A new version of the IronMail secure e-mail gateway contains a so-called "genetic" algorithm for spotting unsolicited commercial e-mail, or spam, that will adapt to changes in spam e-mail content, according to a statement released by CipherTrust Inc., which makes the application.
The new features in IronMail 4.0, released Monday, should reduce the need for customers to modify the product's settings to increase accuracy or decrease the number of false positives, and is one of a handful of new antispam tools added to the IronMail product, CipherTrust said.
The new "genetic" algorithm analyzes incoming spam e-mail for 900 different message characteristics, detecting subtle changes in message content and format. Based on trends that turn up in the spam message flow, the algorithm then automatically changes the way the IronMail correlation engine, named the Enterprise Spam Profiler, weighs those characteristics so as to best stop spam and permit valid e-mail correspondence, a CipherTrust spokeswoman said.
In addition to the new algorithm, IronMail 4.0 adds new security features such as URL (uniform resource locator) filtering and domain blacklists to its list of tools. The product now sports 12 different antispam technologies in its arsenal, CipherTrust said.
The new version of IronMail also allows organizations to assign antispam rules by network user, group or network domain, the company said.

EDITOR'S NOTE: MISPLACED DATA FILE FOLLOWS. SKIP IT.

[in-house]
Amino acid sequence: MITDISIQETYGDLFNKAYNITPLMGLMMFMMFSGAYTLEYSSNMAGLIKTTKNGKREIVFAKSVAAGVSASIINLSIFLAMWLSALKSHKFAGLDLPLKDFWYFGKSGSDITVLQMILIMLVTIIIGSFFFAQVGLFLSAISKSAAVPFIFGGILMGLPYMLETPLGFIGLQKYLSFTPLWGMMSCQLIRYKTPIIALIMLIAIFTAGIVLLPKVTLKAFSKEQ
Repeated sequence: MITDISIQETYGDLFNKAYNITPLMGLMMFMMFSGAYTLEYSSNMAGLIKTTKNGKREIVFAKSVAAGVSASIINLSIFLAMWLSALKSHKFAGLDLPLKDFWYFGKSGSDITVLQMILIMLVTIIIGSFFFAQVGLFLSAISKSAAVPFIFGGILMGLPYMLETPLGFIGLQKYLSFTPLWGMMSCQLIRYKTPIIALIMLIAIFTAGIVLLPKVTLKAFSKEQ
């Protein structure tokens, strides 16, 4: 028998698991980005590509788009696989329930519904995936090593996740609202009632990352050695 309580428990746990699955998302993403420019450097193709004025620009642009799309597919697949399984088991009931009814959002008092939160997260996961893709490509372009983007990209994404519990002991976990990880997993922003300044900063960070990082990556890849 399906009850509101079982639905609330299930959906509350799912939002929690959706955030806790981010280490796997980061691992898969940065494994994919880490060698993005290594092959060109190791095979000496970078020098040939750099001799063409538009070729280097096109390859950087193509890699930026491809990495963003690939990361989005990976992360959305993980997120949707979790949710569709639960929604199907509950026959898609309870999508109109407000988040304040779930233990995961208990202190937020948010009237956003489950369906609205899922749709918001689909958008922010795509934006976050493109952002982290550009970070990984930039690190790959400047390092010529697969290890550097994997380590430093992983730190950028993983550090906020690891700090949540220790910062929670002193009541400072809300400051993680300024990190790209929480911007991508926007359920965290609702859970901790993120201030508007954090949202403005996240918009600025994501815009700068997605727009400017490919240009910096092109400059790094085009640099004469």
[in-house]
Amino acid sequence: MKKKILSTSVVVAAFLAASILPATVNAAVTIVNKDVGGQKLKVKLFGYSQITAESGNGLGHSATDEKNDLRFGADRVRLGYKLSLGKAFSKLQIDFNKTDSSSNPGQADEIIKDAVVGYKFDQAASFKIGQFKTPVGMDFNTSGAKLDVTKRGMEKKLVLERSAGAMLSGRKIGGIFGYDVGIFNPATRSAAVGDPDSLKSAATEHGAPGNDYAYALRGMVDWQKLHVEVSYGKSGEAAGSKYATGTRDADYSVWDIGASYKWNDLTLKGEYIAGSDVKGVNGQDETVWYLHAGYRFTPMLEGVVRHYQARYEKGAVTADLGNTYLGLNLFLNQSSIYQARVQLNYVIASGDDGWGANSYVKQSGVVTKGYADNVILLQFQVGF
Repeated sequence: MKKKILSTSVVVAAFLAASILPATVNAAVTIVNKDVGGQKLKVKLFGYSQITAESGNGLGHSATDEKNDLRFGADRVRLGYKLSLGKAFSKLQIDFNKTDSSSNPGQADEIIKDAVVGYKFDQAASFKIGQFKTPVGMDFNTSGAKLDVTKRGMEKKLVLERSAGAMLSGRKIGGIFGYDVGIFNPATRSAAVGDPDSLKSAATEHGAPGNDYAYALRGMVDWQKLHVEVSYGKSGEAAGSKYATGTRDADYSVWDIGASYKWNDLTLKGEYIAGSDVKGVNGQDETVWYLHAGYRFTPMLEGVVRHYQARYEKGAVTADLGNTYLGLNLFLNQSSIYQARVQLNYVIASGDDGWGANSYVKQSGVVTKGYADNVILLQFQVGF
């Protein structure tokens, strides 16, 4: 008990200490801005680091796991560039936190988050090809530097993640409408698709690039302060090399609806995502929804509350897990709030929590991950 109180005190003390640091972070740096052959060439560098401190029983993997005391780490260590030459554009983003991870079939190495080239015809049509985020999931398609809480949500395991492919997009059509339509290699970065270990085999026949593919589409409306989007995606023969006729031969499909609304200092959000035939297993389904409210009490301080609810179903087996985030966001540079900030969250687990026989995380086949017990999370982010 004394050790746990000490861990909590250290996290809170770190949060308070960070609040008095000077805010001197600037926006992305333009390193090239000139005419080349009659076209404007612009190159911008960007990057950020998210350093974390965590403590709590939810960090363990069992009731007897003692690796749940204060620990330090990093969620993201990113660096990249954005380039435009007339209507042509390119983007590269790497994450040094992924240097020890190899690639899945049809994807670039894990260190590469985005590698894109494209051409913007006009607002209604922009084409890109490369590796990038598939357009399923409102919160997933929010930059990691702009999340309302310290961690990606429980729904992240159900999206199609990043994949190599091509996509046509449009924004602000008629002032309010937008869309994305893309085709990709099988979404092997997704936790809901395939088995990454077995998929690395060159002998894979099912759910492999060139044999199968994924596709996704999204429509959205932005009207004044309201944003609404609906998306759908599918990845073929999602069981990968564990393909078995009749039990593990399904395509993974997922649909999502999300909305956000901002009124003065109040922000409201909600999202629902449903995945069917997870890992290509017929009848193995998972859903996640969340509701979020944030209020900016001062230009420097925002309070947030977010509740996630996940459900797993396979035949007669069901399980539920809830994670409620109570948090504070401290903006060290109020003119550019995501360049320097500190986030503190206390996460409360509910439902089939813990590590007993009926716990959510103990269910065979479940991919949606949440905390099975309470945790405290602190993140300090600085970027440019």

The new features allow customers to do more than stop spam. For example, URL filtering and domain blacklist features, which scan e-mail messages for forbidden URLs or Web domains, can be used to stop inbound spam and also to create security policies that are applied to outgoing e-mail, according to Paul Judge, chief technology officer at CipherTrust.
As spam technology improves, dedicated antispam products are becoming less desirable. Companies now want to apply antispam technology to other pressing business problems, such as preventing the loss of intellectual property or complying with federal regulations governing the handling of personal data, such as the Health Insurance Portability and Accountability Act of 1996 (HIPAA) in the healthcare industry or the Graham-Leach-Bliley Act in the financial services industry, Judge said.
Baptist Health Care in Pensacola, Florida, is just such a company.
Baptist started using IronMail in November 2002, to protect around 2,500 e-mail users from spam and viruses. Previously, Baptist did not have an antispam application and used desktop antivirus software, said Michelle Boggess , electronic data security coordinator at Baptist.
Happy with the ability of IronMail to stop spam e-mail, the company is now using IronMail to help it comply with HIPAA regulations that protect patient information.
IronMail now monitors outgoing messages from Baptist for company policy violations, like transmitting confidential patient information, Boggess said.
Baptist is also adding a module to IronMail that will secure the company's e-mail with state agencies, which often send correspondences containing sensitive patient information, she said.